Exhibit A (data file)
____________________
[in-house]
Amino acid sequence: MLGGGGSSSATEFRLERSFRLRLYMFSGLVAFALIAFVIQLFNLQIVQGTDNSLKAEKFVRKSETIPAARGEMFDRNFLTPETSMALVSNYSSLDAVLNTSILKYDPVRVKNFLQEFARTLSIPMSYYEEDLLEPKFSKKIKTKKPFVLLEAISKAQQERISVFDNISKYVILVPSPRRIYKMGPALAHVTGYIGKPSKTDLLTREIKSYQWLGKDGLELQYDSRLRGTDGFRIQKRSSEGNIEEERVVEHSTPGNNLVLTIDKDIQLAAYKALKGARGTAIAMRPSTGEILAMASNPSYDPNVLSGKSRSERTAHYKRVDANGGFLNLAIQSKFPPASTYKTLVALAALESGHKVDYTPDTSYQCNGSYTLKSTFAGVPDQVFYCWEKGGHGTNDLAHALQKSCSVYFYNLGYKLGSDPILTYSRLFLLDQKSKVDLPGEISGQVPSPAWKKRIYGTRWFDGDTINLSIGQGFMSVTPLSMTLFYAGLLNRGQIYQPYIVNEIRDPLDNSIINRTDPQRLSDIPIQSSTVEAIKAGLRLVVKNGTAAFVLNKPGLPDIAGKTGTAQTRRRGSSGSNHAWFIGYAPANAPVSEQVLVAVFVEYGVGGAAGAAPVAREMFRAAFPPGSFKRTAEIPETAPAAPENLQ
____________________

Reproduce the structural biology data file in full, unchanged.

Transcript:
[in-house]
Amino acid sequence: MLGGGGSSSATEFRLERSFRLRLYMFSGLVAFALIAFVIQLFNLQIVQGTDNSLKAEKFVRKSETIPAARGEMFDRNFLTPETSMALVSNYSSLDAVLNTSILKYDPVRVKNFLQEFARTLSIPMSYYEEDLLEPKFSKKIKTKKPFVLLEAISKAQQERISVFDNISKYVILVPSPRRIYKMGPALAHVTGYIGKPSKTDLLTREIKSYQWLGKDGLELQYDSRLRGTDGFRIQKRSSEGNIEEERVVEHSTPGNNLVLTIDKDIQLAAYKALKGARGTAIAMRPSTGEILAMASNPSYDPNVLSGKSRSERTAHYKRVDANGGFLNLAIQSKFPPASTYKTLVALAALESGHKVDYTPDTSYQCNGSYTLKSTFAGVPDQVFYCWEKGGHGTNDLAHALQKSCSVYFYNLGYKLGSDPILTYSRLFLLDQKSKVDLPGEISGQVPSPAWKKRIYGTRWFDGDTINLSIGQGFMSVTPLSMTLFYAGLLNRGQIYQPYIVNEIRDPLDNSIINRTDPQRLSDIPIQSSTVEAIKAGLRLVVKNGTAAFVLNKPGLPDIAGKTGTAQTRRRGSSGSNHAWFIGYAPANAPVSEQVLVAVFVEYGVGGAAGAAPVAREMFRAAFPPGSFKRTAEIPETAPAAPENLQ